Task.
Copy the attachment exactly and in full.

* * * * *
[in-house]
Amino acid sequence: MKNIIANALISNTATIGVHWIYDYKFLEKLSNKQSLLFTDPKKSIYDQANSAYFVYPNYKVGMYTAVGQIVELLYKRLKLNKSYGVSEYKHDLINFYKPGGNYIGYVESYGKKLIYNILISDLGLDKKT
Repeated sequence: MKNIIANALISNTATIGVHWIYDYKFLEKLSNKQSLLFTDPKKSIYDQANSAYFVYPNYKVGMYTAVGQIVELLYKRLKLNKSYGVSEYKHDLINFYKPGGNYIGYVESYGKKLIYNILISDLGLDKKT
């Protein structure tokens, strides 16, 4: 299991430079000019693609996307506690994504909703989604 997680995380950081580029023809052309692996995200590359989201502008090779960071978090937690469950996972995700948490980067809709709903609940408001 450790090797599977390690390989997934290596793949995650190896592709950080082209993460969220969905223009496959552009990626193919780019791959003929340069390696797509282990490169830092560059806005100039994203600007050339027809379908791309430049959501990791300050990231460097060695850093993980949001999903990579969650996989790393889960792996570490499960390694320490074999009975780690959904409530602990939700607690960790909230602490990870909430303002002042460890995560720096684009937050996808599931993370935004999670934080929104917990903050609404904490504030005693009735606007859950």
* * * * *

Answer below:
[in-house]
Amino acid sequence: MKNIIANALISNTATIGVHWIYDYKFLEKLSNKQSLLFTDPKKSIYDQANSAYFVYPNYKVGMYTAVGQIVELLYKRLKLNKSYGVSEYKHDLINFYKPGGNYIGYVESYGKKLIYNILISDLGLDKKT
Repeated sequence: MKNIIANALISNTATIGVHWIYDYKFLEKLSNKQSLLFTDPKKSIYDQANSAYFVYPNYKVGMYTAVGQIVELLYKRLKLNKSYGVSEYKHDLINFYKPGGNYIGYVESYGKKLIYNILISDLGLDKKT
């Protein structure tokens, strides 16, 4: 299991430079000019693609996307506690994504909703989604 997680995380950081580029023809052309692996995200590359989201502008090779960071978090937690469950996972995700948490980067809709709903609940408001 450790090797599977390690390989997934290596793949995650190896592709950080082209993460969220969905223009496959552009990626193919780019791959003929340069390696797509282990490169830092560059806005100039994203600007050339027809379908791309430049959501990791300050990231460097060695850093993980949001999903990579969650996989790393889960792996570490499960390694320490074999009975780690959904409530602990939700607690960790909230602490990870909430303002002042460890995560720096684009937050996808599931993370935004999670934080929104917990903050609404904490504030005693009735606007859950």